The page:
There’s every reason to believe we came through the coldest winter in 50 years, and now it looks like we’re going to have as prolonged a spring as we’ve had in a long time.
For fishermen, the two seasons are more connected than the usual chilly to downright hot transition we have between south Louisiana’s winters and summers.
Talk to any experienced inshore charter skipper you choose, and the word is winter’s bitter cold has pushed the speckled trout clock back 3-5 weeks, meaning that what we’d normally see on mid-March days are what they’ve been seeing in the last days of April.
Trout in the Lake Pontchartrain aren’t showing up in any appreciable numbers, and what most folks are finding are on the small side.
And with more rain coming in an already above-flood-stage Pearl River Basin (it goes all the way north to Barnett Reservoir north of Jackson, Miss.), the promise of can’t-miss, trout-catching days on the east side of Lake Borgne into The Rigolets and to Pontchartrain’s North Shore will be delayed much longer.
Years of fishing logs tell that a high Pearl River loads up the eastern and northern section of the Pontchartrain Basin with fresh water, which is a condition veteran charter fishermen use to their advantage.
The cup half-full move is to head to the western and southern waters, like Pontchartrain’s south shore and in the Biloxi Marsh, and waters off the old MRGO in the Hopedale area to find trout.
Likely an unwise move to think about heading out Monday and Tuesday. Another cold front is trying push to the coast and thunderstorms and winds with gusts up to 30 knots are in the forecast. It doesn’t look like we’ll have much rain in the southern parishes, but as much as two inches of rain is expected in parishes and counties across the middle of Louisiana and Mississippi.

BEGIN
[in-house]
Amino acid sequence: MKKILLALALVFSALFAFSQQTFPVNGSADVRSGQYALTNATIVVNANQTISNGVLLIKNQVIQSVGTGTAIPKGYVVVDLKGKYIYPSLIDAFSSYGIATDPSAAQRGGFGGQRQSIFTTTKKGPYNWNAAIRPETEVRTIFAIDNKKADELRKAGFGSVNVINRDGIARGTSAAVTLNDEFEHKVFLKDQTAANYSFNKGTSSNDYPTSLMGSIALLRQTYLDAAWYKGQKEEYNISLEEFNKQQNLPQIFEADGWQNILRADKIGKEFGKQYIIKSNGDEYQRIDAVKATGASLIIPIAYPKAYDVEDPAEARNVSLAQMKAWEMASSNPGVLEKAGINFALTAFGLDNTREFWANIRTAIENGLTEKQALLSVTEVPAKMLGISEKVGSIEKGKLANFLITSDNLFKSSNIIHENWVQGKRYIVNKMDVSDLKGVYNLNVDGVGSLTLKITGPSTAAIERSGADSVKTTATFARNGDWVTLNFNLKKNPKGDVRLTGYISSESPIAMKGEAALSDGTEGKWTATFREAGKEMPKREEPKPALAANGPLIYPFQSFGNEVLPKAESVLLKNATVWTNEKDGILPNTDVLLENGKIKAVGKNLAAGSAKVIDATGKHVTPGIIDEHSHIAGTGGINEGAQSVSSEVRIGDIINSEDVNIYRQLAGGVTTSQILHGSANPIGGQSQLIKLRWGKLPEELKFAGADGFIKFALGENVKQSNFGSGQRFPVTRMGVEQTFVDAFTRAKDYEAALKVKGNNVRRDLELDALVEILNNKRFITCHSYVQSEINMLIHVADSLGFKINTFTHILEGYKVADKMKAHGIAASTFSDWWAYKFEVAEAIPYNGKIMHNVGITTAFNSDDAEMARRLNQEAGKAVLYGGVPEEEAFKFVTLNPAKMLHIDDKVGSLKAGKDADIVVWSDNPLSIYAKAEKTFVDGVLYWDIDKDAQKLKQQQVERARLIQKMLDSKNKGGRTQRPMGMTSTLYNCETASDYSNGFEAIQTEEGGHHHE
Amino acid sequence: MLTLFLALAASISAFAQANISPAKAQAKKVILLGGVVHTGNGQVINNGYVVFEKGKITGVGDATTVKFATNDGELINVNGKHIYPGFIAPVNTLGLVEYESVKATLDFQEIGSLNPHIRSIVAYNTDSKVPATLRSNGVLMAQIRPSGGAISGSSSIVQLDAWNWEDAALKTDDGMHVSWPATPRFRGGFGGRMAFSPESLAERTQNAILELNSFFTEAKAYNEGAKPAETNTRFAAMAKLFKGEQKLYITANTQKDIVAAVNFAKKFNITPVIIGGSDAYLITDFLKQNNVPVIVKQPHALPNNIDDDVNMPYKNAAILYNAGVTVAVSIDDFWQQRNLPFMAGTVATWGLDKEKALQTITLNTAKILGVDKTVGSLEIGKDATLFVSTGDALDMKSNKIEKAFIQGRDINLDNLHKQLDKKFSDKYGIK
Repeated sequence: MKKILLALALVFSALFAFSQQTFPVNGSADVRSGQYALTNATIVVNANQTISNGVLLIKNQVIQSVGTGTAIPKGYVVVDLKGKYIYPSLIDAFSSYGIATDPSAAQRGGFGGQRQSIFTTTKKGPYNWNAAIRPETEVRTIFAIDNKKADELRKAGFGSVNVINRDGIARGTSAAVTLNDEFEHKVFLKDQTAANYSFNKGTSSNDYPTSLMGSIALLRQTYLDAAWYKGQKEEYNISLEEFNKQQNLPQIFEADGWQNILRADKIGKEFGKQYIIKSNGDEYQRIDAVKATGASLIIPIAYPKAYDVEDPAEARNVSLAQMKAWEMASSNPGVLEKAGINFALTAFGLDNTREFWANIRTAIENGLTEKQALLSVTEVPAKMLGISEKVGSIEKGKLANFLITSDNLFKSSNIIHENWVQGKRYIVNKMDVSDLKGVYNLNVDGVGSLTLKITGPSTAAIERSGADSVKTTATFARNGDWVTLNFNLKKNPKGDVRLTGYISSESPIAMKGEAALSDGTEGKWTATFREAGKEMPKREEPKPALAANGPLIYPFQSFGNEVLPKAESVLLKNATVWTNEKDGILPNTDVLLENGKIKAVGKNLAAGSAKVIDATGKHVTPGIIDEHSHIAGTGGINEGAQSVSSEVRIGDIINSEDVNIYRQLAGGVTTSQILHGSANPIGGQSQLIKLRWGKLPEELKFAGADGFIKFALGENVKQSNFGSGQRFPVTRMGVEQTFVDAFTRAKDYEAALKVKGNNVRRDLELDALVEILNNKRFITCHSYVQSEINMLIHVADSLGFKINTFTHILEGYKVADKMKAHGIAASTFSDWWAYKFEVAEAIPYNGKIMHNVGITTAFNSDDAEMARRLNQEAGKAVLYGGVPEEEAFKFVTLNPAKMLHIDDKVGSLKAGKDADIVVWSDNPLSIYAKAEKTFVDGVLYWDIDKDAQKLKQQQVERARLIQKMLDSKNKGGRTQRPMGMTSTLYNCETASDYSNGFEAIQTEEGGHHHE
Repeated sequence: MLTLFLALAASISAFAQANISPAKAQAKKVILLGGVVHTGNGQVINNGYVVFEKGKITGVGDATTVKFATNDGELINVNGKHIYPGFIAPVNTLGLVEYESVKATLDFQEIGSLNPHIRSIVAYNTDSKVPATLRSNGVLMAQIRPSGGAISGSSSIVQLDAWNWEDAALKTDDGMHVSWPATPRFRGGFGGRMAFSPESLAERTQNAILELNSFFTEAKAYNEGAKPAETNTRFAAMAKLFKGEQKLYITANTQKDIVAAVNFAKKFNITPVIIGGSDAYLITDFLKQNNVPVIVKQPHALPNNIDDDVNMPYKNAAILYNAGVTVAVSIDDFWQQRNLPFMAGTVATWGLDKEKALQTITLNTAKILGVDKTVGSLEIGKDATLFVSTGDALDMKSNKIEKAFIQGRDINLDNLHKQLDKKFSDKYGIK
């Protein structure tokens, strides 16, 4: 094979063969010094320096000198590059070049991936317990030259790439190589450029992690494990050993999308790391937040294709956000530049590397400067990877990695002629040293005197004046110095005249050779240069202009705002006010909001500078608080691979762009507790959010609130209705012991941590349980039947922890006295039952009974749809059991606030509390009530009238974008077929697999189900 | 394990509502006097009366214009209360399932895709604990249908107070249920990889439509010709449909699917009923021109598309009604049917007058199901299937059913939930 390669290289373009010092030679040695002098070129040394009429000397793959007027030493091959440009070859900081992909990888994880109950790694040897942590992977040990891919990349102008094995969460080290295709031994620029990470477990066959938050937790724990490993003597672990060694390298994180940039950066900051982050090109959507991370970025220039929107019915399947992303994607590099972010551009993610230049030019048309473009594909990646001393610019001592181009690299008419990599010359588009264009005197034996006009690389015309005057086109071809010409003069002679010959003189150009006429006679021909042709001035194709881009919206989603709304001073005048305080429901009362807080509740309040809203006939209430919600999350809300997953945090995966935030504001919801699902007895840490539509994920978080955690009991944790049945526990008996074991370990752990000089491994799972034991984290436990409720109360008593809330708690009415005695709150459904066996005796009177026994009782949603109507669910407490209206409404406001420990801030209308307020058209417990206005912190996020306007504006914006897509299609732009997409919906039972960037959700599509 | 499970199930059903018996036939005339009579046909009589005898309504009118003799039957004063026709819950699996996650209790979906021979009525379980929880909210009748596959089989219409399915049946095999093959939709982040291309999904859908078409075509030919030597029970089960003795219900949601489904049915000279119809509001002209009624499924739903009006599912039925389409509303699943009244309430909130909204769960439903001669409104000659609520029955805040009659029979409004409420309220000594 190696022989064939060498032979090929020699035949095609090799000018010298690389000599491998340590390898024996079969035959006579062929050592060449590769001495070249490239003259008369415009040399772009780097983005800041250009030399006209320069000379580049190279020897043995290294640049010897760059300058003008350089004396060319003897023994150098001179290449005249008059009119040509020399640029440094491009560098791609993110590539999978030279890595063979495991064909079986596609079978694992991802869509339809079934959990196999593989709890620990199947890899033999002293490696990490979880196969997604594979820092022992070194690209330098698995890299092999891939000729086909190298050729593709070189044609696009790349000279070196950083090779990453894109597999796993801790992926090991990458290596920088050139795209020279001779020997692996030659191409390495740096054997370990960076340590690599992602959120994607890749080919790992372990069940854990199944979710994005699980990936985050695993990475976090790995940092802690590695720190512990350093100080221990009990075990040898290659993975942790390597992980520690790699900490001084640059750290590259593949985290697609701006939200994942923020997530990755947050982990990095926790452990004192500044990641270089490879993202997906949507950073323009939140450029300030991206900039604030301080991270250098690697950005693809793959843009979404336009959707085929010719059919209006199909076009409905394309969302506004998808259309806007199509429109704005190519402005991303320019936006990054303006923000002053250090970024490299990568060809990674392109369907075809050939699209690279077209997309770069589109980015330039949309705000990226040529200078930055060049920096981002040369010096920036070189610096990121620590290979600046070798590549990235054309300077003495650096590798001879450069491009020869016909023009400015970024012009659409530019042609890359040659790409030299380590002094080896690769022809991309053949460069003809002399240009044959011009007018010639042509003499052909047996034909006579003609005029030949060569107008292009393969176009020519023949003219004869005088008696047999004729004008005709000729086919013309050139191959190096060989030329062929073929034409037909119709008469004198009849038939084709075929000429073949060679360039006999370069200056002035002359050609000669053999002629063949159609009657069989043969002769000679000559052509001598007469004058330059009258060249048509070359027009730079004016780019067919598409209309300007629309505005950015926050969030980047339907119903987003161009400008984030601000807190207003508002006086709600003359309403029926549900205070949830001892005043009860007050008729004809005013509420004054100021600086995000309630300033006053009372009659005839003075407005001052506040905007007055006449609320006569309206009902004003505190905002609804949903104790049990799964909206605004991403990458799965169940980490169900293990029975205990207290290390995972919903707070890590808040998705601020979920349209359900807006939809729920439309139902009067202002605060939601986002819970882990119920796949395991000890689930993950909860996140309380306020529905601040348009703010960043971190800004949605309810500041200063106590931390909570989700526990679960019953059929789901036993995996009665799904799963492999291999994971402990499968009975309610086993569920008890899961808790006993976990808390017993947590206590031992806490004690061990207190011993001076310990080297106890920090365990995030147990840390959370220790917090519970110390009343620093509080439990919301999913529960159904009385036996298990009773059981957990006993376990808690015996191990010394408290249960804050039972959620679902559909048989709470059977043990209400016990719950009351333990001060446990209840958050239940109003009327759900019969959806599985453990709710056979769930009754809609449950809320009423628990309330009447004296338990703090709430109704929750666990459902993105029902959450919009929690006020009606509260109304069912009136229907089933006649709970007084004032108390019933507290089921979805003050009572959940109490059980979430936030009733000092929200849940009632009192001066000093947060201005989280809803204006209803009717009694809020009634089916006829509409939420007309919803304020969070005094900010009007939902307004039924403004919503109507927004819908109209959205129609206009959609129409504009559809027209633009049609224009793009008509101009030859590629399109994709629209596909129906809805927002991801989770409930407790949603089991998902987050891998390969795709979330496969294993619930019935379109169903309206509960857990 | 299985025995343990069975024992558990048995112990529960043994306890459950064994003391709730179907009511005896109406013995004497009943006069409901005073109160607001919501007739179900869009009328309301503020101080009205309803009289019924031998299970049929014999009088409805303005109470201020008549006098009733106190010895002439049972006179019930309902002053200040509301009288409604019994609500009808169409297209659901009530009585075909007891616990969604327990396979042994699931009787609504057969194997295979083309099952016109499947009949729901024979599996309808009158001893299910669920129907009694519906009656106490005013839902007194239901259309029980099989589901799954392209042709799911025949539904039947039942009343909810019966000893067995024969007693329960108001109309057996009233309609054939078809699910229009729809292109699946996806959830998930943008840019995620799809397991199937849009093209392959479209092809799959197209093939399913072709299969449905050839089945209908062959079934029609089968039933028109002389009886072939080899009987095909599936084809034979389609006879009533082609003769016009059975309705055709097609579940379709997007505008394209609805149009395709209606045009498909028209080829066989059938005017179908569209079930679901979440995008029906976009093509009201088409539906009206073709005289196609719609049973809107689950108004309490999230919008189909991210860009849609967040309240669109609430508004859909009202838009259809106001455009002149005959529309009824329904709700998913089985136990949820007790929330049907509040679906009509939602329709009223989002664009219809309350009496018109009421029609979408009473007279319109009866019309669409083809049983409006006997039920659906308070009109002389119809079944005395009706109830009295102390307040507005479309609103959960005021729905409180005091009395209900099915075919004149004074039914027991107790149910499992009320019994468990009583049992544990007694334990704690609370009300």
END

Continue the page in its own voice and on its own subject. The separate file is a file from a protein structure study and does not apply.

After that clears, the two hottest areas in the past two weeks have been Delacroix — look for trout in Oak River and the deeper canals — and in Theriot area where folks are drifting Lake Mechant for trout and hitting canals for redfish.
Federal fisheries managers announced Friday that the recreational season for the take of gray triggerfish from Gulf of Mexico federal waters — recognized as three miles off the Louisiana coast out to 200 miles — will close at 12:01 a.m. May 1 and remain closed until 12:01 a.m. Jan. 1.
Beginning May 1, federal rules close the gray triggerfish season, prohibit the recreational “harvest or possession,” and closes the species in state and federal waters for for-hire boats with a Gulf of Mexico reef fish charter/headboat permit.
The announcement further explained that, “Gulf of Mexico gray triggerfish are managed under the Fishery Management Plan for the Reef Fish Resources of the Gulf of Mexico. On June 10, 2013, NOAA (National Oceanographic and Atmospheric Administration) Fisheries implemented rule-making intended to end overfishing of gray triggerfish.
“This rule set the recreational annual catch limit at 241,200 pounds whole weight and the annual catch target at 217,100 pounds.”
NOAA Fisheries first closed the recreational gray triggerfish in October, 2013, when data it collected indicated the quota has been caught. Continued federal study indicated to federal managers that recreationals exceeded the annual catch, which forced the agency to cut short subsequent fishing seasons to avoid overfishing in a species federal managers consider to be overfished.
While Thursday’s Wildlife and Fisheries Commission meeting will decide opening dates for the state’s spring inshore shrimp season, shrimpers will be able to get a head start on catches Tuesday.
Late last week, Department of Wildlife and Fisheries’ Shrimp Study managers said white shrimp in the area of Caillou Boca south of Cocodrie and west to the Atchafalaya River Ship Channel had grown large enough to open a season at 6 a.m. Tuesday in state outside waters that include waters from the inside/outside shrimp line seaward for three miles into the Gulf of Mexico.